PROVIDENCE — The state Department of Education is looking for public comment on its effort to seek more flexibility under the federal No Child Left Behind education reform act of 2001.
The issue will be discussed on Monday, Jan. 9, from 6-8 p.m. at the Providence Career and Technical Academy, 41 Fricker St., near Central High School.
Rhode Island is approaching a deadline included in the No Child Left Behind Act that requires all students in public schools to be proficient in English and Mathematics by 2014. In the years since the Act was put into place, schools have adopted uniform performance standards for their students and also implemented a process of annual assessments to track student success in achieving the benchmarks.
Although many schools have shown progress in achieving compliance with the Act, many others in urban communities burdened with high rates of poverty and greater student need are not expected to be in full compliance by 2014.
Monday’s forum is the second scheduled by Deborah Gist, state Commissioner of Secondard and Elementary Education, to discuss the state's intent to seek "flexibility" in meeting the federal requirements.
In a statement on the approaching deadline, Gist said it has become apparent that the laws treats all schools alike, "regardless of whether they miss one target or many."
The law measures a school's success in teaching students with a "snapshot" of their performance on a standardized test, Gist added. The test is then used to develop a percentage showing student success in meeting the standards for that school. Gist also pointed to the lack of clarity on whether remedies triggered by low performance are successful in generating student improvement as another concern with the the Act.
The same concerns have been raised by school officials in distressed districts such as Woonsocket for years. Such districts face higher rates of student mobility — students who attend local schools for a time and then leave — and also experience greater demands for English as a Second Language and special needs services. Woonsocket has implemented a number of programs aimed at improving student performance through before- and after-school interventions as well as multiple pathways to success through e-learning and out-of-school achievement opportunities.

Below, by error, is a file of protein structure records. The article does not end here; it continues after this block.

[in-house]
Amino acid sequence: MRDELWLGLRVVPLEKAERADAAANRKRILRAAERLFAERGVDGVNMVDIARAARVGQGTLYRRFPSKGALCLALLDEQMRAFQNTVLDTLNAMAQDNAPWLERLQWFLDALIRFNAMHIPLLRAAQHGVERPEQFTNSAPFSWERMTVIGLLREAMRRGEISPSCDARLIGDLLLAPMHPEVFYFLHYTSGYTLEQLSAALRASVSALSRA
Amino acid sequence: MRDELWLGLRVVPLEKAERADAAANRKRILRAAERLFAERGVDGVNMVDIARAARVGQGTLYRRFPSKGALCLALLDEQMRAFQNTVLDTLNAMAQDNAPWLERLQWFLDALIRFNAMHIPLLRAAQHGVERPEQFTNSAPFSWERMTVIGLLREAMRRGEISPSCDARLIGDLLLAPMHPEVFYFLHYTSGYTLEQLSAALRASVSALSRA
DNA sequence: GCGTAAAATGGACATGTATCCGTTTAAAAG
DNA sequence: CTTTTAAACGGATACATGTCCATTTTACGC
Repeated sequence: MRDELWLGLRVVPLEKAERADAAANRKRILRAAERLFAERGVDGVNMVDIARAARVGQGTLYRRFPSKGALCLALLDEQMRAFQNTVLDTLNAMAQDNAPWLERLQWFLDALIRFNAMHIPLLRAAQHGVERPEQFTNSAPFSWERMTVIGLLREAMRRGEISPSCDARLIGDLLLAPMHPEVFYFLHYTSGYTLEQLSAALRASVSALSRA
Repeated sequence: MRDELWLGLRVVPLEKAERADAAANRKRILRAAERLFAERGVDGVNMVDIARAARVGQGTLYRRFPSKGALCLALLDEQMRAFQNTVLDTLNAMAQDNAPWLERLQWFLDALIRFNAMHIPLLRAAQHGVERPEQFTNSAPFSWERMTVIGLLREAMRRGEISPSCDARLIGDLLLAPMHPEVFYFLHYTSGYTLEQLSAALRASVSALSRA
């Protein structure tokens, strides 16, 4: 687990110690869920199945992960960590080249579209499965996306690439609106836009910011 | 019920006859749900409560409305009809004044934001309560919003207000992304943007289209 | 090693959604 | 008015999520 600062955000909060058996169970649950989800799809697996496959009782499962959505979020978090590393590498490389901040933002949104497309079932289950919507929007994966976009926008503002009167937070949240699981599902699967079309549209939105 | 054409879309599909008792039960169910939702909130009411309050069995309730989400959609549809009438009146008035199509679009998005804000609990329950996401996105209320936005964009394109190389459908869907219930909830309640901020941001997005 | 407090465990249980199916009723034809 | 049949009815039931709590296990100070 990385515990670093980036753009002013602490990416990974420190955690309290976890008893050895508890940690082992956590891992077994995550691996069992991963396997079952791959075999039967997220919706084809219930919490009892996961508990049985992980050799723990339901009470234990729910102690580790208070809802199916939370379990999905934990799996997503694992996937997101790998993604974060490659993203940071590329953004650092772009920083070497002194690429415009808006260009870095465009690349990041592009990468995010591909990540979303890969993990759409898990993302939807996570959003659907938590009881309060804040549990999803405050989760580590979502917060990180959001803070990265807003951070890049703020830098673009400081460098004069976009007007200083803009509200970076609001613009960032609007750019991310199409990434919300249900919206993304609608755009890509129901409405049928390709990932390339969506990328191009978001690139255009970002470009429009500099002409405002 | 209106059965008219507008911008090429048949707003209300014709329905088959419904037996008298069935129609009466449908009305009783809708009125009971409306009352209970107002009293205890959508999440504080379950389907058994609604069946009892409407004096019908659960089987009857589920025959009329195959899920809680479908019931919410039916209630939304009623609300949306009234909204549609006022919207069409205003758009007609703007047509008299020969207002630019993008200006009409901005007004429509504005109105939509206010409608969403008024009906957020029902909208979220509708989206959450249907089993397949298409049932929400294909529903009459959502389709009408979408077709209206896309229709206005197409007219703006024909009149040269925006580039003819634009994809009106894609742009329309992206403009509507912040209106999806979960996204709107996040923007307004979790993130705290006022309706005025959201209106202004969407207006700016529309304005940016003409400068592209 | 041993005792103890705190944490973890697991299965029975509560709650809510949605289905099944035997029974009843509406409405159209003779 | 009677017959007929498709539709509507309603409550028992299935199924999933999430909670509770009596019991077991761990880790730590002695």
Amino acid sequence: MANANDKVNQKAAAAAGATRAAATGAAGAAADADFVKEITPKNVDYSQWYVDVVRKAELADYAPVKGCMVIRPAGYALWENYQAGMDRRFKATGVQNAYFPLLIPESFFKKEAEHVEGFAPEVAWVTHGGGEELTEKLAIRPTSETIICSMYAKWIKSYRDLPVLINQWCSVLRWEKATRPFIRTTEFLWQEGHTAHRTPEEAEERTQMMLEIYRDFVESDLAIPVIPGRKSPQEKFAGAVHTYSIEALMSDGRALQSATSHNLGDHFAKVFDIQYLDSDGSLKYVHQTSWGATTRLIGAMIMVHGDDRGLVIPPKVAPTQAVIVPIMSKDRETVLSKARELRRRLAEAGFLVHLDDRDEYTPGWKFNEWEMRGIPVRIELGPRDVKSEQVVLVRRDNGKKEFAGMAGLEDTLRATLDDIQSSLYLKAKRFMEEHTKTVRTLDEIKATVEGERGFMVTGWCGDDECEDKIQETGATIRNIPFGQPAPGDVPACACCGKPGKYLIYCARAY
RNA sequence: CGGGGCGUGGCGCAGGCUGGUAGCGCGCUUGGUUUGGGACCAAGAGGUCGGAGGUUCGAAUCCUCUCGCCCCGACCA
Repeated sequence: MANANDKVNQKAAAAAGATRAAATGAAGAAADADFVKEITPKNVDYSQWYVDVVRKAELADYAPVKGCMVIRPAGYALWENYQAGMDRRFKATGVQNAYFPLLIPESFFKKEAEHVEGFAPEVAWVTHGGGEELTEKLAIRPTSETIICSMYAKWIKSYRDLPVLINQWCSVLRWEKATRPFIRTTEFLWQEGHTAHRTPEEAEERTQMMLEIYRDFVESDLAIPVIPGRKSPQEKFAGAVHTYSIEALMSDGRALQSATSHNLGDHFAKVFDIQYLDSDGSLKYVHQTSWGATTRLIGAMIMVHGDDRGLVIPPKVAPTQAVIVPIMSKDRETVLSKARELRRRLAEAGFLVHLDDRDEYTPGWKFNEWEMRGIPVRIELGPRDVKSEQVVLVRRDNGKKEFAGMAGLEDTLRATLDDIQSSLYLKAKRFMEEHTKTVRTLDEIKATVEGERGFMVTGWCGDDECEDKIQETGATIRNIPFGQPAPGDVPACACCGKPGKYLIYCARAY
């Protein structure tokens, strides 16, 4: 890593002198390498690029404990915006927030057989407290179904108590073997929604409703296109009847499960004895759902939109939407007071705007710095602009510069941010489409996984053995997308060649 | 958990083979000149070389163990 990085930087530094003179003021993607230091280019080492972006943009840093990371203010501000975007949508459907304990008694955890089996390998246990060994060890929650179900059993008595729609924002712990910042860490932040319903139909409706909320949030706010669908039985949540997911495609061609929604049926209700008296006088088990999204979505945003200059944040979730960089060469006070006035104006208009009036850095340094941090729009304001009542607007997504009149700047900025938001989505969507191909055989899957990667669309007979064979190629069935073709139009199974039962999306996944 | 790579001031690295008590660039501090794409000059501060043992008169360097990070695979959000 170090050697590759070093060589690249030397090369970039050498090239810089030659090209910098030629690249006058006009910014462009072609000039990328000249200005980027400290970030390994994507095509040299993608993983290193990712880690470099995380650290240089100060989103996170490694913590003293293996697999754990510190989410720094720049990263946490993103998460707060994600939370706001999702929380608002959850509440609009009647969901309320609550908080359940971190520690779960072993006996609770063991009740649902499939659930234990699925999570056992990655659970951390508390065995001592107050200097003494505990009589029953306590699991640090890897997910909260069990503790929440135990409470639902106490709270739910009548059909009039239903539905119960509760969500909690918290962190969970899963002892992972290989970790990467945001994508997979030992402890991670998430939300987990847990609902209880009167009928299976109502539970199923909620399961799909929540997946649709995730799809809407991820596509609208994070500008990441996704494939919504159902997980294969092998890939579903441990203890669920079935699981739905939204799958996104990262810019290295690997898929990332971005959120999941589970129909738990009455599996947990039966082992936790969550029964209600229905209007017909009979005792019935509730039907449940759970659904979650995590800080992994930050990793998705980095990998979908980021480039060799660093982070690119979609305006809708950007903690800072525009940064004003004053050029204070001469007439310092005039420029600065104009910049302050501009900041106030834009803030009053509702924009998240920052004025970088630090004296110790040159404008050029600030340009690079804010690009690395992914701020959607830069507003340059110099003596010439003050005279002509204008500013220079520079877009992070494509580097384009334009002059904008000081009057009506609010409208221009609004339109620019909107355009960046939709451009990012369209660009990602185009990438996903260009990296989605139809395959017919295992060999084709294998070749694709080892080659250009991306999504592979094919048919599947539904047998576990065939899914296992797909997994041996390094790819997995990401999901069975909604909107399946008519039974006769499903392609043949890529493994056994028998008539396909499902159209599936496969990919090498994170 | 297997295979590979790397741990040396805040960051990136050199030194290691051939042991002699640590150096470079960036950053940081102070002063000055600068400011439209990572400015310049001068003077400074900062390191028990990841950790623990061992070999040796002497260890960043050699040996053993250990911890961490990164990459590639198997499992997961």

Gist said the U.S. Department of Education is allowing states to "request flexibility" regarding some of the No Child Left Behind Act performance requirements.
"We have notified the U.S. Department of Education that we intend to request flexibility in February," Gist said. "Flexibility for Rhode Island would mean major changes in our accountability and classification systems. These changes would allow us to strengthen our accountability system," she added.
While standing fast on accountability in student performance, Gist said the state Department of Education will be looking for ways to measure "the magnitude of gaps" in performance, rather than treating all missed targets equally.
"We are interested in using data other than state summative assessments; these data might include measures of school climate, teacher preparation, and the efficiency of professional development," she said.
The state also hopes to fine-tune interventions initiated for schools missing targets so that they will better meet the needs of a particular school, according to Gist.
Elliot Krieger, spokesman for the Department of Education, noted that the Department held an initial hearing on the plan Dec. 12. The state Department of Education will hold a third forum on the topic on Feb. 1 that will include a review of a draft copy of the application to be submitted to the federal Department of Education.
Written comments on the request can also be submitted directly to the Rhode Island Department of Elementary and Secondary Education at 255 Westminster St., Providence, R.I. 02903-3400.